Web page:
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You should note: By the theorem: $\sum_{d|n}\phi(d) = n$ –  Thomas Andrews Dec 22 '11 at 17:59
    
Dear @ThomasAndrews: Thank you very much! –  Pierre-Yves Gaillard Dec 22 '11 at 18:04

I would prove this along the lines of J Rotman - An introduction to the theory of Groups, Graduate Texts in Mathematics, Springer-Verlag, 4th Edition. Pg:28

Observe that the converse of what you'd like to prove is quite a trivial issue.

For what you'd like to prove, J R has the following Recipe:

Lemma: Let $\phi$ be the Euler's totient function that counts the number of numbers less than $n$ and coprime to it, $$ \sum_{d|n} \phi (d) = n$$

Proof:

The proof of this fact follows from the following: Let G be a cyclic group of order $n$. I'll assume you can prove that there are $\phi(n)$ generators for this $G$ and in general $\phi(k)$ generators for a cyclic group of order $k$.

$$G=\bigcup gen(C)$$ where $gen(C)$ stands for generators of cyclic subgroups $C$ of G.(So $C$ ranges over all cyclic subgroups of $G$) And this union is a disjoint union, from the definition of a generator.

Note that the disjoint union holds for all $G$ and there is nothing sacrosanct about $G$ being cyclic, except from here: I claim now that, as the subgroups are unique for each divisor, the disjoint union translates into a sum that is exactly the lemma we seek to prove.

Your Question:

As pointed out before, I'll make use of the disjoint union.

$$ n=|G| = \sum |gen(C)| \leq \sum_{d|n}{\phi(d)}$$

So, now I use my lemma to conclude that, I have cyclic subgroups for each divisor of $n$ and in particular for $n$. So, that must be $G$. So, G must be cyclic.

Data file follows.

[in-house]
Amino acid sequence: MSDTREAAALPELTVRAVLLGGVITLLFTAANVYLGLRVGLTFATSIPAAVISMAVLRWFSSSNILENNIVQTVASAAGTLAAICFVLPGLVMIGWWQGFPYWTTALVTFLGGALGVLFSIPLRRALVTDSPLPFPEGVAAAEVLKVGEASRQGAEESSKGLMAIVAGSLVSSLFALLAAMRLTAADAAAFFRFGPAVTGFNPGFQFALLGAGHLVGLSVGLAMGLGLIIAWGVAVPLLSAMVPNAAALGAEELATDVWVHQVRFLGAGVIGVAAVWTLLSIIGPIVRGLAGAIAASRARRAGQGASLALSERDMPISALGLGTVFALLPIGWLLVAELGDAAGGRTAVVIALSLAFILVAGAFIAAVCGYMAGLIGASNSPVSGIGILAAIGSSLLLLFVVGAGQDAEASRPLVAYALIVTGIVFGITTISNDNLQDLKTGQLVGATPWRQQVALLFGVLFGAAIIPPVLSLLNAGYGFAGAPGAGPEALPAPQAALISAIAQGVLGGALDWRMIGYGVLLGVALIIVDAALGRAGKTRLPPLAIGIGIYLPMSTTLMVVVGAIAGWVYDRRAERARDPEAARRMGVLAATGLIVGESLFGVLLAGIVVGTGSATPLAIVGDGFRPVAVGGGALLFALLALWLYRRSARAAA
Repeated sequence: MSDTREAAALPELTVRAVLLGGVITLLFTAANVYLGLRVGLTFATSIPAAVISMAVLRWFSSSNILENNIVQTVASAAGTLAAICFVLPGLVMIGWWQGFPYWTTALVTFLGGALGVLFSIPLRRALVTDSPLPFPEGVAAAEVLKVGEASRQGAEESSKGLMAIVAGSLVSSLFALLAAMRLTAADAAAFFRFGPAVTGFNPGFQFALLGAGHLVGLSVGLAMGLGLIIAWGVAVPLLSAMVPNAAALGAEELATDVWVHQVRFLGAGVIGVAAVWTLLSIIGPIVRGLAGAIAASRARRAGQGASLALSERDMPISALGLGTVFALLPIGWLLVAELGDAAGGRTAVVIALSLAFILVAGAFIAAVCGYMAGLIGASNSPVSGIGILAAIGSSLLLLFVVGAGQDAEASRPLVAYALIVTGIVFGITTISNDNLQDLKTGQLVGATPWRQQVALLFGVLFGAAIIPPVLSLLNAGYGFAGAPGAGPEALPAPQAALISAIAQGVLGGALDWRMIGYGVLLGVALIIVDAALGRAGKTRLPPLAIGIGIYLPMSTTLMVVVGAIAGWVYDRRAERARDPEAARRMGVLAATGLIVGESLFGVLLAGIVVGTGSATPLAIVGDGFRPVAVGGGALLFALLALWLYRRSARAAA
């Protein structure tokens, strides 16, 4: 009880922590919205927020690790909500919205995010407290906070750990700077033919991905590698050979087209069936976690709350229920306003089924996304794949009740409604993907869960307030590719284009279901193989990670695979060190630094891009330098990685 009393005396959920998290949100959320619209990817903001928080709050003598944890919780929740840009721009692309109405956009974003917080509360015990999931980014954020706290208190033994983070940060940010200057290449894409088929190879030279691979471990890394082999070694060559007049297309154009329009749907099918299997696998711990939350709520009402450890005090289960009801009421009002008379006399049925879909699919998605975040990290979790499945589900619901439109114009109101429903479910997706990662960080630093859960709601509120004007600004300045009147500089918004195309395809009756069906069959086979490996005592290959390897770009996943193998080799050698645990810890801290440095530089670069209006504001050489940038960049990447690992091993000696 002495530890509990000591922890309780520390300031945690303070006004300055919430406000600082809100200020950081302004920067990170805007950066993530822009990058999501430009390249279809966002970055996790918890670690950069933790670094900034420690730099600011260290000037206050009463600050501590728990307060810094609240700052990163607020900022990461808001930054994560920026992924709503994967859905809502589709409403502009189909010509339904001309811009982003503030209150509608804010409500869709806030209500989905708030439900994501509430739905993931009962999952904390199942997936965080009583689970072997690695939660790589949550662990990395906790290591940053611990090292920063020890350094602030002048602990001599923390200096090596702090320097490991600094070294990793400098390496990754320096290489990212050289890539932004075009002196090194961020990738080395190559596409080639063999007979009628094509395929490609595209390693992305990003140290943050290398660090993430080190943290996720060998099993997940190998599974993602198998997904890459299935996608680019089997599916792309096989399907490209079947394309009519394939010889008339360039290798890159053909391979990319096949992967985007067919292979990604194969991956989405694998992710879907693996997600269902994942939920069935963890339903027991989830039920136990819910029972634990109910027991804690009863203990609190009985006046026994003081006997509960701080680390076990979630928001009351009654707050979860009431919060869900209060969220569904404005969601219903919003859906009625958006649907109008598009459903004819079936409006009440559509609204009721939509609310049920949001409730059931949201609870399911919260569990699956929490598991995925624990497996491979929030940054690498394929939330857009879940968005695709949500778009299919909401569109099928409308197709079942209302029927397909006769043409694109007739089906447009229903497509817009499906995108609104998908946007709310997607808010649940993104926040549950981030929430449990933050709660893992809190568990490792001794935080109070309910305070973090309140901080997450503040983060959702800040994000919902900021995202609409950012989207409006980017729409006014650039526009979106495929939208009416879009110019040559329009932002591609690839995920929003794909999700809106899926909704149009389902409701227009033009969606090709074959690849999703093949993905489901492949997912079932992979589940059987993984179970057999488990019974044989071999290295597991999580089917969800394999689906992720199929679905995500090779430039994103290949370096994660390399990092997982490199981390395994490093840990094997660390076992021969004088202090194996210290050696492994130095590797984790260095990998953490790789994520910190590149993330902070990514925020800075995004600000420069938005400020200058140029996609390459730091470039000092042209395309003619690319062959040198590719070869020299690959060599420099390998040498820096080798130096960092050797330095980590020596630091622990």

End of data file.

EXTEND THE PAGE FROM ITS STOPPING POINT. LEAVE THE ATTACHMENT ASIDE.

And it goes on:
I would like to emphasise, that this classifies all finite cyclic groups.

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Will the downvoter care to explain why he downvoted this answer? –  user21436 Jan 23 '12 at 19:31

It may be easier if you use the form of the structure theorem that says that $G$ is a product of cyclic groups where the order of each divides the order of the next.

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I think it must be a comment not a answer!! –  user21436 Dec 22 '11 at 17:36
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@Kannappan, you are entitled to your opinion. Personally, I think it is neither a comment nor an answer, but a hint - but there is no such category on this website, so I flipped a coin and went for answer. –  Gerry Myerson Dec 22 '11 at 17:54
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@Kannappan: It would be more polite if you said "I think it ought to be a comment". Using the word "must" implies an urgency and insistence which is not warranted here. –  Zev Chonoles Dec 22 '11 at 19:19
    
@Zev Sorry about the language, not intentional at all. All I wanted to convey was in much lighter sense the fact that, this post doesn't answer the question –  user21436 Dec 22 '11 at 19:21

By Cayley Theorem $G$ has an element $x$ of order $p_i$. It follows from your requirement that the subgroup $\langle x\rangle$ generated by $\langle x\rangle$ contains all the elements of order $p_i$.

Exercise for you: Prove that $p_i$ cannot divide the order of the factor group $G/\langle x\rangle$ (Why?)

and you are done...

P.S. If you covered this topic already, looking to the $p$-Sylow subgroups also helps, but I think this is more complicated. :)

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Wouldn't that imply that $n$ is squarefree, although any cyclic group satisfies the requirement? –  Paolo Capriotti Dec 22 '11 at 18:50